Tag Archives: Defense Theory Instructions

Defense Theory Instruction On Lesser Included Offense Must Be Given Even If Evidence Of Lesser Offense Is “Unconvincing Or Subject To Justifiable Suspicion”
August 26th, 2019

“California law requires a trial court, sua sponte, to instruct fully on all lesser necessarily included offenses supported by the evidence.” (People v. Breverman (1998) 19 Cal.4th 142, 148–149.) The requirement applies when there is substantial evidence that the defendant committed the lesser offense instead of the greater offense. (Id. at pp. 162, 177.) “In […]

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September 5th, 2017

CALCRIM 401 correctly states that “being present as the scene of the crime or [failure] to prevent the crime does not, by itself, make [a person] an aider and abettor.” (See People v. Durham (1969) 70 C2d 171, 181; In re Jose T. (1991) 230 CA3d 1455, 1460.)   However, the CALCrim language is incomplete […]

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Mens Rea and PTSD
August 22nd, 2016

People v. Herrera (2016) 247 CA4th 467 held that exclusion of psychiatric testimony regarding the defendant’s post-traumatic stress disorder (PTSD) required reversal of his murder conviction. PC 28 and 29 limit the use of mental disorder evidence to negate a defendant’s capacity to form any mental state is prohibited, but may be offered on the […]

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Lesser Related Offenses: Conflict Between Birks and the Right to Present a Defense
July 27th, 2016

In People v. Salazar (2016) 63 C4th 214, 251 the defendant unsuccessfully sought instruction on accessory after the fact as a lesser related offense. The Court, in reliance on People v. Birks (98) 19 C4th 108 [Birks], held that such an instruction is permissible only on stipulation of the parties. (See also People v. Rangel […]

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Defense Has No Burden to Prove Any Specific Facts
July 13th, 2016

CC 100, paragraph 3, sentence 4, provides as follows: “Because (he/she/they) (is/are) presumed innocent, the defendant[s] (does/do) not have to prove that (he/she/they) (is/are) not guilty.” CC 100 is technically correct as far as it goes. (See People v. Ibarra (2007) 156 CA4th 1174, 1179.) However, it only discusses the presumption of innocence in the […]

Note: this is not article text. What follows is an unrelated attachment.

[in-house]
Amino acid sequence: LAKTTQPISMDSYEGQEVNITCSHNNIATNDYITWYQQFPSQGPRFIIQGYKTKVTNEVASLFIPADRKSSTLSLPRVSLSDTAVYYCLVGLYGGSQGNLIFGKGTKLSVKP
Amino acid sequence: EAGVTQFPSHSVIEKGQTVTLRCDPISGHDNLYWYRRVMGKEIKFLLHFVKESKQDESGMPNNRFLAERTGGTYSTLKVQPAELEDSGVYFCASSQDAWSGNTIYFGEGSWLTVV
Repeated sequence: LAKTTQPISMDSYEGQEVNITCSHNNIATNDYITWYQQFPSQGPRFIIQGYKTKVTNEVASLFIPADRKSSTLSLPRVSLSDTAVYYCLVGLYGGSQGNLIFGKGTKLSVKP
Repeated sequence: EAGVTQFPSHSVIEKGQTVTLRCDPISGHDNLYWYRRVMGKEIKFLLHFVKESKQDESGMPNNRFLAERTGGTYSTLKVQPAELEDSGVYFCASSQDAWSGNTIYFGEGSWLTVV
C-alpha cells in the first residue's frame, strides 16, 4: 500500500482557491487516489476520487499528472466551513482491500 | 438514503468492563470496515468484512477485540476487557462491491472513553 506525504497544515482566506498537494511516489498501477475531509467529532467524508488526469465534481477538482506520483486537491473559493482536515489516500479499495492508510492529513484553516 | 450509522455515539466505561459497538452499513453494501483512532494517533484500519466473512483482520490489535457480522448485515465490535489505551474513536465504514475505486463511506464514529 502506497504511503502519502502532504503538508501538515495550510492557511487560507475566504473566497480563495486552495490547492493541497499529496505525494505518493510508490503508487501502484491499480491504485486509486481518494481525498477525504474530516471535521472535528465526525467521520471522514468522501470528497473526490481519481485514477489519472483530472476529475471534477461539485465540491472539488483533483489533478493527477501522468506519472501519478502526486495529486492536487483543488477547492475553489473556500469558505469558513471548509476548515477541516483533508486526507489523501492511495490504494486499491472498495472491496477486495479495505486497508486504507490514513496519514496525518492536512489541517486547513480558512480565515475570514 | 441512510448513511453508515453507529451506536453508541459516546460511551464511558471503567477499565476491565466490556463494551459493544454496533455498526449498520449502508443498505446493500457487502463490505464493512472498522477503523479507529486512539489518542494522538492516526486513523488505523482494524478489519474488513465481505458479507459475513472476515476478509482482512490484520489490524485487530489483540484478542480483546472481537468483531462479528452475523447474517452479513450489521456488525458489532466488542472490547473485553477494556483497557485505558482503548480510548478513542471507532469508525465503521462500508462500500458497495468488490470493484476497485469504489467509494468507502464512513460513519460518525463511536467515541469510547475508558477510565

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Small Amount of Controlled Substance Relevant to Knowledge
November 16th, 2015

CC 2376 defines usable amount as an amount in a quantity sufficient to be used as a controlled substance, claiming that there is no requirement that the amount be enough to affect the user. However, the California Supreme Court has made it clear that a very small amount of a controlled substance is relevant to […]

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Marijuana Distribution: Minimal Movement as Defense Theory
November 13th, 2015

CC 2361 defines the term “transports” as carrying or moving an item from one location to another, even if the distance is short. However, minimal movement that does not facilitate use or trafficking does not qualify as transportation. The requirement of volitional transport of methamphetamine from one location to another avoids any unwarranted extension of […]

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Robbery: Defense Theory That Force Was Incidental
September 21st, 2015

The question whether a crime was robbery or grand theft-person frequently arises. The Related Issues section cites a case noting that the force required for robbery must be more than the incidental touching necessary to take the property. (People v. Garcia (1996) 45 Cal. App. 4th 1242.) Where the issue of whether the force used […]

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Self Defense: Applicability When Defense Relies On Theory Of Accident
July 24th, 2015

  People v. Villanueva (2008) 169 Cal. App.4th 41, 51, disagreed with the Related Issues portion of CC 510. Contrary to CC’s interpretation, People v. Curtis (1994) 30 Cal. App. 4th 1337, 1358-1359, did not categorically foreclose self-defense instructions when a defendant claims a killing was accidental. (See also People v. Elize (1990) 71 Cal. […]

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Accident as Defense Theory: Not Required Sua Sponte
June 12th, 2015

  When the defense theory of accident is an attempt to negate the intent element of the crime, the trial judge has no sua sponte duty to give CC 3404. (CC 3404 Bench Notes, Citing People v. Anderson (2011) 51 Cal. 4th 989, 997-998.)

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